AB - Background: In field experiments, assessment of herbicide selectivity and efficacy is rarely taking advantage of dose-response regressions. The objective is to demonstrate that logarithmic sprayers, which automatically make a logarithmic dilution of a herbicide rate, can extract biologically relevant parameters describing the efficacy of herbicides in crops, compare localities, and time of assessment.Results: In a conventional and an organic field, canola, white mustard, and no crop plots were sprayed with diflufenican and beflubutamid. A mixed effect log-logistic dose-response regression, with autoregressive correlation structure, estimated ED50 and ED90, for visual and Excess Green Index symptoms at various Days After Treatment (DAT). For visual assessment, ED50 differed within no crop between locations for beflubutamid at 12 DAT and 26 DAT. For diflufenican, the ED50 was different within crops at the two fields at 12DAT, but not at 26 DAT. The Excess Green Indices at ED50 were not different among herbicides, locations and corps; ED90 differed for white mustard and canola for beflubutamid but not for diflufenican.Conclusion: Suitable nonlinear regression models are now available for fitting dose-response data from a logarithmic sprayer in field experiments. The derived parameters (e.g., ED50 ) can compare selectivity and efficacy at numerous cropping systems. This article is protected by copyright. All rights reserved.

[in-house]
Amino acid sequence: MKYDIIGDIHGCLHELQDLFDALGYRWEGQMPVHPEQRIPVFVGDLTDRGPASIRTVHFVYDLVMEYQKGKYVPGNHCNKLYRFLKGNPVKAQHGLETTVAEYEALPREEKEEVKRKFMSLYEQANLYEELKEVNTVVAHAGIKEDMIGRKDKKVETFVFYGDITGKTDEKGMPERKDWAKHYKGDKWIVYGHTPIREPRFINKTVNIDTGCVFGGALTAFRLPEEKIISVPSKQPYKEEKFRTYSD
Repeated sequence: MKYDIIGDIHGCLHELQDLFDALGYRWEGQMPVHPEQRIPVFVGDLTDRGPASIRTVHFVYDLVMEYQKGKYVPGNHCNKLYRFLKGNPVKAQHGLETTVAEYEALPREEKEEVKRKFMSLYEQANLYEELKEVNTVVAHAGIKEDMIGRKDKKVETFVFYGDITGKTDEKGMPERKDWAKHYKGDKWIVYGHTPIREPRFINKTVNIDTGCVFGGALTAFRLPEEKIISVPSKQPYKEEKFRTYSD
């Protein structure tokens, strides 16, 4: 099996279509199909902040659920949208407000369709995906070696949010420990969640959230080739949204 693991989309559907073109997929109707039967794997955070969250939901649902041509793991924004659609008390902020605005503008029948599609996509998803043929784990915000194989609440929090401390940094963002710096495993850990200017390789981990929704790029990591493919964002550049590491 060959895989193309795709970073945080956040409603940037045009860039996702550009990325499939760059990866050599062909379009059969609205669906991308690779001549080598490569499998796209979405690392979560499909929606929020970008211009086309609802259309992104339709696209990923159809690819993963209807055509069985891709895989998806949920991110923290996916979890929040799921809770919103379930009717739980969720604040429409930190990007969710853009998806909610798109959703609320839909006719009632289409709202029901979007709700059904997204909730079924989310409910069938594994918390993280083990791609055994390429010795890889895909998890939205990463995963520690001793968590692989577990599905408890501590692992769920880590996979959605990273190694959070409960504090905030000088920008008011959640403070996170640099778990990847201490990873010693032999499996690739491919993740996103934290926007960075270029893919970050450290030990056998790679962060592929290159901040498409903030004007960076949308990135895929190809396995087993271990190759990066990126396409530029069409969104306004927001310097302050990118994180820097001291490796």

KW - The Faculty of Science

KW - Dose-response

KW - UAV images

KW - Chemical weed control

KW - Mixed models

KW - Autocorrelation

KW - autocorrelation

KW - chemical weed control

KW - dose–response

KW - mixed models

KW - UAV images

U2 - 10.1002/ps.5257

DO - 10.1002/ps.5257

M3 - Journal article

VL - 75

SP - 1166

EP - 1171

JO - Pest Management Science

JF - Pest Management Science

SN - 1526-498X

IS - 4

ER -

ID: 204306874